A Catholic priest told an ecumenical gathering at the First Baptist Church of Raleigh, N.C., for a screening of the documentary "Gospel Without Borders" that his faith tradition's social teachings call for a good government to welcome the stranger and secure its borders for the common good.
An interfaith panel led a discussion after a screening of "Gospel Without Borders" in Raleigh, N.C. They were, from left, Carlos Arce, Hector Villanueva and Carol Goehring. (Photo: Laura Barclay, CBF of North Carolina)
"The first principle in the social teachings is that people have the right to move to other places to protect their life and the life of their family. This is a basic right," said Carlos Arce, vicar for Hispanics in the Roman Catholic Diocese of Raleigh. "Second, a country has the right to regulate its borders and to control immigration. These controls ... must be applied with justice, in human good and compassion."
Arce was one of three panelists who spoke after a screening of the EthicsDaily.com documentary that presents a biblical rationale for welcoming strangers and debunks several misperceptions about immigration.
Other panelists included Carol Goehring, executive director of Connectional Ministries in the North Carolina Conference of the United Methodist Church, and Hector Villanueva, pastor of Iglesia Bautista La Roca in Siler City, N.C., who was featured in the documentary.
The Raleigh event was the third documentary screening sponsored by the Cooperative Baptist Fellowship of North Carolina.
Villanueva gave his firsthand account of nearly being deported because of a 15-year-old crime for which he had already served a sentence.
Villanueva came to the United States from Mexico with his parents when he was 3 years old and acquired legal permanent residency due to a 1986 immigration reform law.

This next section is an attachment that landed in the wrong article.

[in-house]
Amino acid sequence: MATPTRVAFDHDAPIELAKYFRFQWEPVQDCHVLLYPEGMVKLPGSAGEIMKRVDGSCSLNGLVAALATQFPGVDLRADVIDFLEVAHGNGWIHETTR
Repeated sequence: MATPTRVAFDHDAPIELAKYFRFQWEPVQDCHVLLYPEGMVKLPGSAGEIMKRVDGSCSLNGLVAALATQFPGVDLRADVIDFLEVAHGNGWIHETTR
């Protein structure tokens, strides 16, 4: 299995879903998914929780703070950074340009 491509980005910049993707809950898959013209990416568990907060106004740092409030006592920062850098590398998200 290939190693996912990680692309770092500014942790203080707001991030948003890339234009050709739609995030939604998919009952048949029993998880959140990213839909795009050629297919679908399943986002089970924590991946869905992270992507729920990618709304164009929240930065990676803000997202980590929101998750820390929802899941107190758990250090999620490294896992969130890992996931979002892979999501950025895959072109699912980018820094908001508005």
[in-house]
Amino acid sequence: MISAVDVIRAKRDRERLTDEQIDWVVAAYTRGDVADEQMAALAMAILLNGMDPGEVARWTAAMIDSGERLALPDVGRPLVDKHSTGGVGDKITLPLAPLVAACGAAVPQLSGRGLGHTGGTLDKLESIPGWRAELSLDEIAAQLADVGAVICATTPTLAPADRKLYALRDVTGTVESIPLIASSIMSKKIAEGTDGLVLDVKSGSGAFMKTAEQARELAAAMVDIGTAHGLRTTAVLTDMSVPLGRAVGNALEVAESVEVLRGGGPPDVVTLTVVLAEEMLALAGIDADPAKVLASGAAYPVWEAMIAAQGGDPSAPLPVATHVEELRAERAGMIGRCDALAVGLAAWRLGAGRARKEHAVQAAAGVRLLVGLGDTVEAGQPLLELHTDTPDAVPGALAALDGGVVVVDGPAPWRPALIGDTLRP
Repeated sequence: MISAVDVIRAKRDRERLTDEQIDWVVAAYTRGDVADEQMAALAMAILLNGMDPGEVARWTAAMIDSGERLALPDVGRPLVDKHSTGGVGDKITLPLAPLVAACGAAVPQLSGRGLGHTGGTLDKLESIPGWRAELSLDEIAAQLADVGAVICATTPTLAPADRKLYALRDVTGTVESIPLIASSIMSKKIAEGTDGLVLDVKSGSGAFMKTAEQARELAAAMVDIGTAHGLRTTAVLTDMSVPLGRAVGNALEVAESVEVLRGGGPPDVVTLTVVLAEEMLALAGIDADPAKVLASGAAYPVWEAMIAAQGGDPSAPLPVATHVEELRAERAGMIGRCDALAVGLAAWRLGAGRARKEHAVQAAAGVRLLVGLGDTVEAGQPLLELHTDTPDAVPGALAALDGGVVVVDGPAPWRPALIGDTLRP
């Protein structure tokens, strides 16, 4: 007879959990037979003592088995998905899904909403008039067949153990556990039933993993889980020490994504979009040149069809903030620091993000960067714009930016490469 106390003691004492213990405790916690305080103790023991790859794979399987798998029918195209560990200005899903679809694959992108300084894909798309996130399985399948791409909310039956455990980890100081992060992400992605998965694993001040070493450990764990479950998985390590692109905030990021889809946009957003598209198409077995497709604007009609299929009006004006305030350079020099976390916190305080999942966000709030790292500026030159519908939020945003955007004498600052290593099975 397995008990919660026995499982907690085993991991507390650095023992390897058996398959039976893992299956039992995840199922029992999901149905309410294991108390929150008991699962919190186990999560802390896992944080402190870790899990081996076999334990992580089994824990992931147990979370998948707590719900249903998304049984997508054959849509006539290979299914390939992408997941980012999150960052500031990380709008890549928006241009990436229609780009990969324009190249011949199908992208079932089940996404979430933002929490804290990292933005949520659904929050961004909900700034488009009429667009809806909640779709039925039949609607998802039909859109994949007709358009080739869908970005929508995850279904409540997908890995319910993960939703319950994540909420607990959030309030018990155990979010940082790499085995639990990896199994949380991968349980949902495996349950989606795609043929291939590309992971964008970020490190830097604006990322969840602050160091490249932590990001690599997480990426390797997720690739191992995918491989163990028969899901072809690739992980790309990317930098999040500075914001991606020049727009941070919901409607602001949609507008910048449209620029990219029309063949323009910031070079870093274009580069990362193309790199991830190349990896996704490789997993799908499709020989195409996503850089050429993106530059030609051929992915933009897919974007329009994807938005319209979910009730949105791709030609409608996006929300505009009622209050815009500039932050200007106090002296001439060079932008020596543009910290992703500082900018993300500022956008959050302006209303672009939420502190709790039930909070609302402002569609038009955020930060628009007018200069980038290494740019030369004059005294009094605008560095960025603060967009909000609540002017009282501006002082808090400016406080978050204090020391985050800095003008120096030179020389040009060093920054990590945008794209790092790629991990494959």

In the mid-1990s, however, he became addicted to drugs and was arrested for trying to cash someone else's check. He served 16 months in prison, became a Christian and was later ordained.
He moved to North Carolina with his wife and children to start a church in Chatham County, which has a large Hispanic population.
But in August 2010 he was arrested after applying for U.S. citizenship. The routine background check for citizenship uncovered the crime, and he was threatened with deportation to Mexico.
A judge ruled in Villanueva's favor last month, but the criminal record keeps him from becoming a citizen. He said to gain citizenship he will need a pardon from the governor of California, where the crime was committed.
"I want that right," said Villanueva. "I want to be able to vote."
Villanueva told stories of how police officers in his area hold license checks on the only road going to a neighborhood where immigrants live.
Yet no checks were made at a chicken processing plant where many Hispanics worked before it closed, he said.
"The people in the community don't want immigrants, yet they hire them," he said.
He said that undocumented workers cannot easily get legal status.
Acre said many immigrants want legal status, but don't have an "open window" to obtain it.
"The only way is to work for comprehensive immigration reform," he said. "This broken system is a real business for some people."
"The people you see in the documentary are not far from you," said Arce. "They are behind you. They are among you."
Goehring said churches could host "know your rights" seminars that teach immigrants how to navigate the legal system in the United States. Law students can often teach the workshops, she said.
Robert Parham, co-producer of the documentary and executive editor of EthicsDaily.com, moderated the discussion with an audience of mostly Baptists, Catholics and Methodists.
People of faith should still work for change, even if it's incremental, Parham said. For example, people should use the phrase "undocumented worker," instead of illegal immigrant.
Churches also could show the 31-minute version of the documentary to their congregations and use a longer version over several weeks in Sunday school classes, Parham said.
Parham noted that several churches are located around the North Carolina state capitol, and he suggested a copy of the DVD be given to each state legislator.
Steve Devane is a North Carolina reporter who was formerly on the staff of the Biblical Recorder.
Visit GospelWithoutBorders.net to learn more about EthicsDaily.com's new documentary on faith and immigration.
Documentary Teaser: North Carolina from EthicsDaily on Vimeo.